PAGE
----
Draper said, "We know the best way for a person to remain safe from harm is for them to be empowered and to choose to be safe from harm," and that dispatching police is a last resort.

Winston's "point that some individuals who call 988 may be involuntarily committed is true," Pattani said about her decision to include a source who had not used the hotline but was warning against it. "The hotline acknowledges this as well, though of course they explain — as I do in the article — that it is a rare occurrence."

In her reporting, Pattani said she looked at "research studies or other documentation on the topics they raised, such as the connection between psychiatric hospitalization discharge and suicide or the United Nations' resolution on involuntary treatment."

"I searched for research in broad terms, not looking to confirm particular views but rather to understand the literature produced on a given topic," she said. "I also reached out to a mental health professional who was familiar with 988 but not personally involved as a patient or administrator in order to get her perspective."

She didn't feel as if the piece warned against reaching out for help. A line toward the end of the piece says: "The 988 hotline is the nation's most comprehensive mental health crisis service and can provide crucial help to those in emotional distress." She also cited several resources that people could use if they didn't feel comfortable using 988 services.

This is a complex topic. The perspectives of those who are wary about the hotline, even if they haven't used it, are valid and worth hearing when accurately conveyed, because others likely share those same concerns. It is a fact that some people are against the resource just as it is a fact that emergency services or law enforcement sometimes get involved when someone calls the hotline, and the public deserves to know all of that. Those sources' views were supported with research, and the story also provided a balanced look by seeking information from 988. Pattani provided the audience an additional avenue for seeking help if they didn't want to use 988.

Covering 988 is critical to covering mental health services in the United States and worthy of multiple stories with different framing. We should note that NPR has produced other coverage of 988, including this initial story the day the hotline launched. NPR published a WITF story centered on the perspectives of 988 crisis counselors shortly after Pattani's piece and has done additional reporting since.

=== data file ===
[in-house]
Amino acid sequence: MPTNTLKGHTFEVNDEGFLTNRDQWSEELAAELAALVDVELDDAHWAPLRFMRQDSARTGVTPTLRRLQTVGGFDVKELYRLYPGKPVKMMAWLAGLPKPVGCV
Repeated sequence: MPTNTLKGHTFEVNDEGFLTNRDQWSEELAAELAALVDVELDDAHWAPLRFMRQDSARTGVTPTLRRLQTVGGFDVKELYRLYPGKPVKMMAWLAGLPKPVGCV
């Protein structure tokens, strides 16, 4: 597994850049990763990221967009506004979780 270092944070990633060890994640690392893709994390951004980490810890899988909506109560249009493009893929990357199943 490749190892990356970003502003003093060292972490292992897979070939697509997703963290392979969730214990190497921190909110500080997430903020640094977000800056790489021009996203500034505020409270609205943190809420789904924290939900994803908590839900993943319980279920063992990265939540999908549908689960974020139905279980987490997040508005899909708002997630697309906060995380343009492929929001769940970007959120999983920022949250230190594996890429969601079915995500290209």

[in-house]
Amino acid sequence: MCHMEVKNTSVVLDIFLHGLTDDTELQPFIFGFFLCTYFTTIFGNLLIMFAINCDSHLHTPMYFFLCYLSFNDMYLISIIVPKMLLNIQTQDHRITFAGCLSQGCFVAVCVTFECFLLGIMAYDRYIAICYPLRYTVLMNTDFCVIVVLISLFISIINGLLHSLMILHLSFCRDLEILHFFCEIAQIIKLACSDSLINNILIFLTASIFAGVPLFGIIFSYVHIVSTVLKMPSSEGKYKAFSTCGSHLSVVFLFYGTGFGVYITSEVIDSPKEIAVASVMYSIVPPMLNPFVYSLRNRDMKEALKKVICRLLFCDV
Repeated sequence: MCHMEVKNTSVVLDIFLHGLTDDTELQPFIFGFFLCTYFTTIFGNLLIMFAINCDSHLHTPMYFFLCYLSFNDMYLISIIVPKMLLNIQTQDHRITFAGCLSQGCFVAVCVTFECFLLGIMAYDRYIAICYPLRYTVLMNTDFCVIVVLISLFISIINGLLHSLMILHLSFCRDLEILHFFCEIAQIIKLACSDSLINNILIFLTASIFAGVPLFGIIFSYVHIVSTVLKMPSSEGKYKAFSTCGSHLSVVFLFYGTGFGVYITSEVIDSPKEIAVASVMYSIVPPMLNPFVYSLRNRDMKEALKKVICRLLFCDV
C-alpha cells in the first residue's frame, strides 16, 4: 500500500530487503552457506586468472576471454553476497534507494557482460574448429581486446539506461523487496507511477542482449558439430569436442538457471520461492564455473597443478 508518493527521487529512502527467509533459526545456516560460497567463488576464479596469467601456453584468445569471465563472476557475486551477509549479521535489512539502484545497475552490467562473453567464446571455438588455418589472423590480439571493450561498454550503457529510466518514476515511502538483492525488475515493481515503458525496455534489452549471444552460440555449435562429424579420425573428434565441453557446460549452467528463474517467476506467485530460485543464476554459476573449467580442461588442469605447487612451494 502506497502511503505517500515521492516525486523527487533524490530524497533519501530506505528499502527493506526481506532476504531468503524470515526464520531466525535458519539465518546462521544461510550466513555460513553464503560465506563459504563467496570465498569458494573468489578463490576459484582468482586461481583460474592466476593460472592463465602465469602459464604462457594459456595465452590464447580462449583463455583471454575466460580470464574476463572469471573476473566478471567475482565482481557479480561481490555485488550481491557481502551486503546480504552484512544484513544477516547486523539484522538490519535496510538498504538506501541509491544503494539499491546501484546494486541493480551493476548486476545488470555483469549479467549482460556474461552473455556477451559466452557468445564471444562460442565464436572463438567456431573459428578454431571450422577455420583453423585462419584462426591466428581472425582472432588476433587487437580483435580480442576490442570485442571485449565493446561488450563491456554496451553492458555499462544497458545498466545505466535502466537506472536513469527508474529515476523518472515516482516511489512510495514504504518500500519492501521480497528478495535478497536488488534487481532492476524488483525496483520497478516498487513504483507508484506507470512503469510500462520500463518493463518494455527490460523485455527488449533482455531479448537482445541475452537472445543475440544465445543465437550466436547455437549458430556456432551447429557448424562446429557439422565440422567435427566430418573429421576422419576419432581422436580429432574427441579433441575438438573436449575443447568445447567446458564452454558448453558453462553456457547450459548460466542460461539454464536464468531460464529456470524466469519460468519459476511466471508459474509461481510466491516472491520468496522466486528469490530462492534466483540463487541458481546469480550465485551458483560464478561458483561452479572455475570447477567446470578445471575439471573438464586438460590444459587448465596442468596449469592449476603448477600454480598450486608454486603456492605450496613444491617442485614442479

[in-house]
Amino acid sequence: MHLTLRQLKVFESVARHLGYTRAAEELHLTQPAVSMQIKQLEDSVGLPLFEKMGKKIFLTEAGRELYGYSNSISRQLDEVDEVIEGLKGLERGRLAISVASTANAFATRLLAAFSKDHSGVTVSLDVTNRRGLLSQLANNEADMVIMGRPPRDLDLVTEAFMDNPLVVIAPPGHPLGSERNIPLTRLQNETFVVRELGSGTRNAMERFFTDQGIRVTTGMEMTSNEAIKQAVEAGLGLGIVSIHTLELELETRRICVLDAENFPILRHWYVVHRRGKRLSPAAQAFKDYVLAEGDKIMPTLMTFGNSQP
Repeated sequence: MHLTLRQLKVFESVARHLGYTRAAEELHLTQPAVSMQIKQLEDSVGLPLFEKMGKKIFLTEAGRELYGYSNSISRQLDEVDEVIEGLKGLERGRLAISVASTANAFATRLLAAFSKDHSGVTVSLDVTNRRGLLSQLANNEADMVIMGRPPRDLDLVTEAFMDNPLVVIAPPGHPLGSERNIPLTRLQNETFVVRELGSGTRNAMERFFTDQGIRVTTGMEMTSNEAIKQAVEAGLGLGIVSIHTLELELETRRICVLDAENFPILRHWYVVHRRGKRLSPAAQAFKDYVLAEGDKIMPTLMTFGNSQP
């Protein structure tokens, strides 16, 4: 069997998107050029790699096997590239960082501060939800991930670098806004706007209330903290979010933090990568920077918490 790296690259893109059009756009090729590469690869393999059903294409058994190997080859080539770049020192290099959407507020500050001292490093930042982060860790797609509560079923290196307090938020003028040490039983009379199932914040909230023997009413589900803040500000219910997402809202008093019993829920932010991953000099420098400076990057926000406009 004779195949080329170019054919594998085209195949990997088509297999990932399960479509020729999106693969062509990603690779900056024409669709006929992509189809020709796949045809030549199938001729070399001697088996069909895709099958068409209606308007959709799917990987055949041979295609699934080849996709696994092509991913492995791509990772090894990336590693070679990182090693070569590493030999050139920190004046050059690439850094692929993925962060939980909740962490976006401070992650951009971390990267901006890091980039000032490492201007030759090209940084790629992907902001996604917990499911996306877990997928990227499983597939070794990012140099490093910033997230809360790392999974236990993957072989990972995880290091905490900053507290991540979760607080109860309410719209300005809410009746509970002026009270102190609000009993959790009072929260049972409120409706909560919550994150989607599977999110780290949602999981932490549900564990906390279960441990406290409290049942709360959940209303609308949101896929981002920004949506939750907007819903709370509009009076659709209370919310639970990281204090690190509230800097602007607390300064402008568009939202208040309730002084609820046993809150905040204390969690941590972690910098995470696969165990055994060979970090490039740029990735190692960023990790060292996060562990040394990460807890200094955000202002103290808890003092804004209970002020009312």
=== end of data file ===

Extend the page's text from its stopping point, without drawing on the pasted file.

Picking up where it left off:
Pattani's story started from the point of view of a person who has doubts about the service and explored related facts. The reporting was thorough and presented various outlooks, and confirmed that even with the varied viewpoints, 988 is a resource that can aid many people. Making and emphasizing that point sooner may have alleviated concerns that the piece was discouraging people in crisis to seek help. Still, it's evident that Pattani took care in her nuanced reporting. — Emily Barske

SPOTLIGHT ON

The Public Editor spends a lot of time examining moments where NPR fell short. Yet we also learn a lot about NPR by looking at work that we find to be compelling and excellent journalism. Here we share a line or two about the pieces where NPR shines.

A story rich in sound

Morning Edition delivered a rich profile about Jim Metzner, an audio archivist who has spent several decades capturing sounds from his travels around the world. "For the last 40-plus years, I've sort of been a listener," Metzner said. The Library of Congress has acquired the full body of his work, which has thousands of recordings, along with photographs and journals. Metzner transports listeners to Great Gull Island in New York with a flock of birds, and a Japanese village with artisans who make rocks and soil into clay for pottery. It's refreshing to learn about someone so passionate about what he does, and the sounds he's found. — Amaris Castillo

Economic dynamism

Myriad terms have been thrown around about the current state of the economy and the job market. A recent All Things Considered piece centered on the word "dynamism." As defined by Economic Policy Institute president Heidi Shierholz, it's the change, advancement and restless entrepreneurial spirit of workers. Stacey Vanek Smith, the co-host of NPR's The Indicator from Planet Money, talked to a couple of job hoppers and economists to take a better look at what's really happening. The piece includes a quick listen, written storytelling and interesting data that give the audience a new perspective on an issue that's been the subject of much conversation. — Emily Barske

The Office of the Public Editor is a team. Editor Kayla Randall, reporters Amaris Castillo and Emily Barske and copy editor Merrill Perlman make this newsletter possible. Illustrations are by Carlos Carmonamedina. We are still reading all of your messages on Facebook, Twitter and from our inbox. As always, keep them coming.

Kelly McBride
NPR Public Editor
Chair,
Craig Newmark Center for Ethics & Leadership at the Poynter Institute

Copyright 2022 NPR. To see more, visit https://www.npr.org.